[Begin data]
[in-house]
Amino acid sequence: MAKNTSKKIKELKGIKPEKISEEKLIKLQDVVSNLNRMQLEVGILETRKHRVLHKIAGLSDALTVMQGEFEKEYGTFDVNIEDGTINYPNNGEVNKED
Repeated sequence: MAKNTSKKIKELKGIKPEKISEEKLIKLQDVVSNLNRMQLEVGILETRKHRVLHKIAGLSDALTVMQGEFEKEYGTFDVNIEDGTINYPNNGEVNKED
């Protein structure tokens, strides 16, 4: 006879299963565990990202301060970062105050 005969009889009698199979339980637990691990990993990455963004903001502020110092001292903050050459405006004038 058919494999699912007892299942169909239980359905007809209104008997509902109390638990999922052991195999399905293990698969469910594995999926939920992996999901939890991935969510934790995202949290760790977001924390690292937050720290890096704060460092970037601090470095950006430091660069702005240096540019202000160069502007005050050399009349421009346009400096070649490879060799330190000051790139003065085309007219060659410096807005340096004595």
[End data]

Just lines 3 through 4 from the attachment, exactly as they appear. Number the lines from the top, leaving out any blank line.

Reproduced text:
Repeated sequence: MAKNTSKKIKELKGIKPEKISEEKLIKLQDVVSNLNRMQLEVGILETRKHRVLHKIAGLSDALTVMQGEFEKEYGTFDVNIEDGTINYPNNGEVNKED
């Protein structure tokens, strides 16, 4: 006879299963565990990202301060970062105050 005969009889009698199979339980637990691990990993990455963004903001502020110092001292903050050459405006004038 058919494999699912007892299942169909239980359905007809209104008997509902109390638990999922052991195999399905293990698969469910594995999926939920992996999901939890991935969510934790995202949290760790977001924390690292937050720290890096704060460092970037601090470095950006430091660069702005240096540019202000160069502007005050050399009349421009346009400096070649490879060799330190000051790139003065085309007219060659410096807005340096004595």